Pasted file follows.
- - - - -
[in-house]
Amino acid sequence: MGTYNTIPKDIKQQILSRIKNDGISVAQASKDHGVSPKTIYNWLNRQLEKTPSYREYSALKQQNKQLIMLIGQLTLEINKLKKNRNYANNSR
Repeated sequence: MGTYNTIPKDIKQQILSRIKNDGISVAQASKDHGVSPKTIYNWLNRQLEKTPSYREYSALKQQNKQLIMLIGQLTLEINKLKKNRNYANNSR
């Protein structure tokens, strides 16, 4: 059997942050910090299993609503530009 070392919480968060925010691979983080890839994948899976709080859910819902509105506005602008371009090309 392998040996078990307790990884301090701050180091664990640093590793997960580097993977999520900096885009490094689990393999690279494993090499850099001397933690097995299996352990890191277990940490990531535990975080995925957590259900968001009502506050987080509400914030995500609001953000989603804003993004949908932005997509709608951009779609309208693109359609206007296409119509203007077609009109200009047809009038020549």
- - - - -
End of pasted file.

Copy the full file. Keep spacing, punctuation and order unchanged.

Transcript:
[in-house]
Amino acid sequence: MGTYNTIPKDIKQQILSRIKNDGISVAQASKDHGVSPKTIYNWLNRQLEKTPSYREYSALKQQNKQLIMLIGQLTLEINKLKKNRNYANNSR
Repeated sequence: MGTYNTIPKDIKQQILSRIKNDGISVAQASKDHGVSPKTIYNWLNRQLEKTPSYREYSALKQQNKQLIMLIGQLTLEINKLKKNRNYANNSR
């Protein structure tokens, strides 16, 4: 059997942050910090299993609503530009 070392919480968060925010691979983080890839994948899976709080859910819902509105506005602008371009090309 392998040996078990307790990884301090701050180091664990640093590793997960580097993977999520900096885009490094689990393999690279494993090499850099001397933690097995299996352990890191277990940490990531535990975080995925957590259900968001009502506050987080509400914030995500609001953000989603804003993004949908932005997509709608951009779609309208693109359609206007296409119509203007077609009109200009047809009038020549």